Horses have been making our lives easier for thousands of years. They are closely woven into the fabric of our social, industrial and agricultural history. They have carried us to war, pulled our ploughs and carriages, and provided sport and entertainment. More recently, horses have taken on a new role helping people deal with life's challenges.
My name is Paul Alford and I live in Navan and I get 8 hours a week support from my support worker Brian. I’m part of the Arch Club for people with disabilities, and I go by myself every week. Tony Brady is the boss of the club and Mary Davitt is the Secretary, and I get to play games with them every Thursday night for two hours from 7.30pm to 9.30pm.
Julien’s love of animals and in particular horses when he was young, led us to believe that he might have a future in that field. He used to go riding with his brother and sister on a day’s outing with a picnic and he took some lessons in a friend’s riding school.
In Cope Foundation, the Physical Activity and Sports Department manages the delivery of its supports in line with the Black & Stephenson Model of Sports Inclusion, incorporating STEP (Fig. 1) and Cope Foundation’s Adult Services Referral System (CASS).
Cope Foundation is one of Ireland’s largest voluntary sector service providers for people with intellectual disabilities and autism. Since its inception in 1957, Cope Foundation has delivered a vast range of services to children and adults with disabilities in Cork city and county. These services include medical, pre-school (early intervention), education, diverse training skills, health promotion, employment placement, retirement and care of the elderly. The foundation is delivering these services to over 2,800 individuals across the Munster region.
In my time working in SHS over the past 10 years I have seen the approach to sport and recreation change a lot. The RT students whom I support are now members of private / public gyms and leisure clubs or just pay as you go costumers, where they take part in public classes, swims, use the gyms and leisure facilities.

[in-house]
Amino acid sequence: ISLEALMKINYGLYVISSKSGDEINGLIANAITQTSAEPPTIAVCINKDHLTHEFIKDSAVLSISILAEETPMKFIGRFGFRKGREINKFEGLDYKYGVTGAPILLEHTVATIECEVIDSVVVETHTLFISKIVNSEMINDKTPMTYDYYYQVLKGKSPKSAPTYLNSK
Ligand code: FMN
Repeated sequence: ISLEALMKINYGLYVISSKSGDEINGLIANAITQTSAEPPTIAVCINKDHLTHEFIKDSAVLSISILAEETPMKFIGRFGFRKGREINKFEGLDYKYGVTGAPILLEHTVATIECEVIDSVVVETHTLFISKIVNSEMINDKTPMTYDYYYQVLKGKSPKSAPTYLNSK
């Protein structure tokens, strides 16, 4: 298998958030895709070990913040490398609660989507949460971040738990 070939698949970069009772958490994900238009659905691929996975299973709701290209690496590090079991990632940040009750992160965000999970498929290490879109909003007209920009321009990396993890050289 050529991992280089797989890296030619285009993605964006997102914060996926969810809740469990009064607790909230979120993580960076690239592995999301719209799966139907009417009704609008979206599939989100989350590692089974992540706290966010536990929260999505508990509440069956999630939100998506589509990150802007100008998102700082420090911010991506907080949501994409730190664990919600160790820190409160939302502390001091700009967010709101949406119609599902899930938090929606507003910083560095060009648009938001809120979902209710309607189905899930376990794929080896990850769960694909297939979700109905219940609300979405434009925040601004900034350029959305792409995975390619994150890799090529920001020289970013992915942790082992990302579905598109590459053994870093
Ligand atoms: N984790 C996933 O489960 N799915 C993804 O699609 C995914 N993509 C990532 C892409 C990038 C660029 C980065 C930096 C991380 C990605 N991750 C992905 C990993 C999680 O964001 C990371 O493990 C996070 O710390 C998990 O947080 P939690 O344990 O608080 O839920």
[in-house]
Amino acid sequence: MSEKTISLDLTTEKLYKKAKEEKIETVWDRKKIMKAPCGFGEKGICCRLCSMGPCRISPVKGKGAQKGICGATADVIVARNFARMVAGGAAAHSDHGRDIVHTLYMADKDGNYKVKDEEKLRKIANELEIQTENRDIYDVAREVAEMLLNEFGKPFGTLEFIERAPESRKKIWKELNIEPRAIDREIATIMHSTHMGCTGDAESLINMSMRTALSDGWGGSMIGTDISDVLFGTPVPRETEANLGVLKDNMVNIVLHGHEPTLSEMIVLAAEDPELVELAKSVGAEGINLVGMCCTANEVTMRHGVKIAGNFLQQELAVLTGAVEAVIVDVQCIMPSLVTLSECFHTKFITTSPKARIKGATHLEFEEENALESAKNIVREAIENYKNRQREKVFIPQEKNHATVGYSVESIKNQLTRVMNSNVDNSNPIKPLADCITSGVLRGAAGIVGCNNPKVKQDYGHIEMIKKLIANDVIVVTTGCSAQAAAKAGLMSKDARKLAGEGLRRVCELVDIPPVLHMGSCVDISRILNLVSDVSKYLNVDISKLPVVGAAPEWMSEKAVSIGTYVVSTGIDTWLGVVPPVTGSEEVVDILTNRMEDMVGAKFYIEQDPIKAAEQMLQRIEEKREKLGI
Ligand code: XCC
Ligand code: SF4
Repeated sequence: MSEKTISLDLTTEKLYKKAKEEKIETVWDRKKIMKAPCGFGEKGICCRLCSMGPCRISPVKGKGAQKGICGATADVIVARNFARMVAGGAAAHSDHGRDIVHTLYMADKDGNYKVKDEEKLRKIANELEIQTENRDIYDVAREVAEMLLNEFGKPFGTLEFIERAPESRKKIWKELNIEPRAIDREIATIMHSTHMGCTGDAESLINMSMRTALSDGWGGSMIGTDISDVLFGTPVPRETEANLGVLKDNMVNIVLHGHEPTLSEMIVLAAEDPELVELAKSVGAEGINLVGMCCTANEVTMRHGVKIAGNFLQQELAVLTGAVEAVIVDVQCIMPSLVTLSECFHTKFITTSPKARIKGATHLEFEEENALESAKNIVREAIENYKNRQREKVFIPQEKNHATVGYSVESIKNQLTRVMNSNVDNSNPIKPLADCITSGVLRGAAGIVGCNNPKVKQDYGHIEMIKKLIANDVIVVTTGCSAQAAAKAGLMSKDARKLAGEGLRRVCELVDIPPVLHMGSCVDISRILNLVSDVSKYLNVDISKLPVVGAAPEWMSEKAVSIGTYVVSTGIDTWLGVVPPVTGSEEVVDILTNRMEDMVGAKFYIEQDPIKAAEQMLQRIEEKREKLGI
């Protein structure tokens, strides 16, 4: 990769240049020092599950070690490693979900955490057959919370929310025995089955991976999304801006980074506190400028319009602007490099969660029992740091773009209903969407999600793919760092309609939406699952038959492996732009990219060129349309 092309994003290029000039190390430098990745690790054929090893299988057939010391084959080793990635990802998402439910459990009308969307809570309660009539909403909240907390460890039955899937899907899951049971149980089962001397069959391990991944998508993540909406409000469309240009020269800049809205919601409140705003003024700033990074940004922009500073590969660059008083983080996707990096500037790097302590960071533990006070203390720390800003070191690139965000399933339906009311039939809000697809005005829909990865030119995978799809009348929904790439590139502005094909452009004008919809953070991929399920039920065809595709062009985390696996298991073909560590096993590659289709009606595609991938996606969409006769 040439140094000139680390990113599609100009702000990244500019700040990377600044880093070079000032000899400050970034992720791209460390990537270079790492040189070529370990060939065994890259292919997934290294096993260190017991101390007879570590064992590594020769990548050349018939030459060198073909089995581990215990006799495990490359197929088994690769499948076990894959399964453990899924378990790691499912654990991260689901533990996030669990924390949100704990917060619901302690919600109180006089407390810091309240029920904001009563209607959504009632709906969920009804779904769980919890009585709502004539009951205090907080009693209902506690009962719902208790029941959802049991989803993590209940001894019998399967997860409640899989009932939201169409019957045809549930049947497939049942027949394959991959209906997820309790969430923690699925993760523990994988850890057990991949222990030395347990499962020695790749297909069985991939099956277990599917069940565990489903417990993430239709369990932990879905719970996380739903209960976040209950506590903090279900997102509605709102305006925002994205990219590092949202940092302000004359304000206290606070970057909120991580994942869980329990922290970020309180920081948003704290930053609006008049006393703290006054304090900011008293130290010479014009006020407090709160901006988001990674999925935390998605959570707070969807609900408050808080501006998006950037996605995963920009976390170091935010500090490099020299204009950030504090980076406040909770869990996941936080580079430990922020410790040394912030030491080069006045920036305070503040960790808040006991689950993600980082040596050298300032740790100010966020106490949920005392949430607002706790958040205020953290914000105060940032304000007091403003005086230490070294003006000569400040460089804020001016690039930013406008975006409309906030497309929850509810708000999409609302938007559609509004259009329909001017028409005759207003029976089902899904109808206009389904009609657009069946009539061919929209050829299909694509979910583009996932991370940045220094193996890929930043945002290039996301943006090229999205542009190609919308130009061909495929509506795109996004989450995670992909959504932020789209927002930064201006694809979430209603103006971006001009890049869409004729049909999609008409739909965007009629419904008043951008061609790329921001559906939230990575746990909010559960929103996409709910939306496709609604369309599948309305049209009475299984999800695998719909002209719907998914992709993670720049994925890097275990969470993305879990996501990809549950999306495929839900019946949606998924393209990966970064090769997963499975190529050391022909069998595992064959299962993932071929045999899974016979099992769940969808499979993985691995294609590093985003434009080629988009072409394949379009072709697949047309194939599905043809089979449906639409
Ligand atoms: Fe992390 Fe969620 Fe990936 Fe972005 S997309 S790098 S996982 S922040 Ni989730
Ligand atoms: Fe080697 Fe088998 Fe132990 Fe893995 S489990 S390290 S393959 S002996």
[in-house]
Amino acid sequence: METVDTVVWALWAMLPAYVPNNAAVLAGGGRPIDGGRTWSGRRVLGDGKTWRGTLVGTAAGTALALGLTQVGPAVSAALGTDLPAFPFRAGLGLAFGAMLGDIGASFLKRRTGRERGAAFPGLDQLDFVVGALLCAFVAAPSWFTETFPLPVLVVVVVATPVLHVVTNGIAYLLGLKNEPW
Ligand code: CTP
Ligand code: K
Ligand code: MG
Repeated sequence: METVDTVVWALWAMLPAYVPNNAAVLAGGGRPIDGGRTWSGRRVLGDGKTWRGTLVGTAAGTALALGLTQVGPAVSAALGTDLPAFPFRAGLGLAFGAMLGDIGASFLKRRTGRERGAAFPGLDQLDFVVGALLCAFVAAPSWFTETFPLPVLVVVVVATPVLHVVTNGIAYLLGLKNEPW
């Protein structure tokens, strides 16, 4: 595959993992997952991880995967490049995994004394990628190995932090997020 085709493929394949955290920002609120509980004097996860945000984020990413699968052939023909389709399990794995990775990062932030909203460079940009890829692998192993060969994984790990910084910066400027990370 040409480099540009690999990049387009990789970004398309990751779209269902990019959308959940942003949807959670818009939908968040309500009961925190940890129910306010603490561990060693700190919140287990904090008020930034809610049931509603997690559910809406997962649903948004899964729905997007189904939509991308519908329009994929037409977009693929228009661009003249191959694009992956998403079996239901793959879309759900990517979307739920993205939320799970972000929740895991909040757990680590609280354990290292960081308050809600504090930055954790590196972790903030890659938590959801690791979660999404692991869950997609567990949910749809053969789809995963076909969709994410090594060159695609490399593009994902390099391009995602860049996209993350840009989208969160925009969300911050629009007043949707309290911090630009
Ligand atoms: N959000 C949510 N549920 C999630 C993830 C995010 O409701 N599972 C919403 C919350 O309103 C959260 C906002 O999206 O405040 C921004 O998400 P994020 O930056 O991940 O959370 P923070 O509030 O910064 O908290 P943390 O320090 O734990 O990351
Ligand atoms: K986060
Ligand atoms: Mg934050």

It was with much sadness and regret that I learnt belatedly of the death of Gerry Ryan in October 2017 after a short illness. Gerry was General Secretary of the National Association for the Mentally Handicapped of Ireland N.A.M.H.I. from 1981 to 2001. N.A.M.H.I. is now known as Inclusion Ireland.
Sports and physical activity have been identified by the World Health Organisation as being essential for health and well-being (World Health Organisation, 2003). The European Sports Charter (Council of Europe, 1992) defines sport as all forms of physical activity, which through casual or organised participation, aim at expressing or improving physical fitness and mental well being, forming social relationships or obtaining results in competition at all levels.
Disability discrimination in Europe averages 15%, but in Portugal this figure increases to 65%. Surprisingly, the Portuguese Government has no national strategy for persons...
The Physical Activity Leader Project (P-PALs) aims to enable people with an intellectual disability (ID) to become physical activity leaders in their communities. The project will design and test a programme to do this. While there are existing physical activity programmes in Ireland for children and young adults with ID and for older adults, there is a gap for the older adults with ID.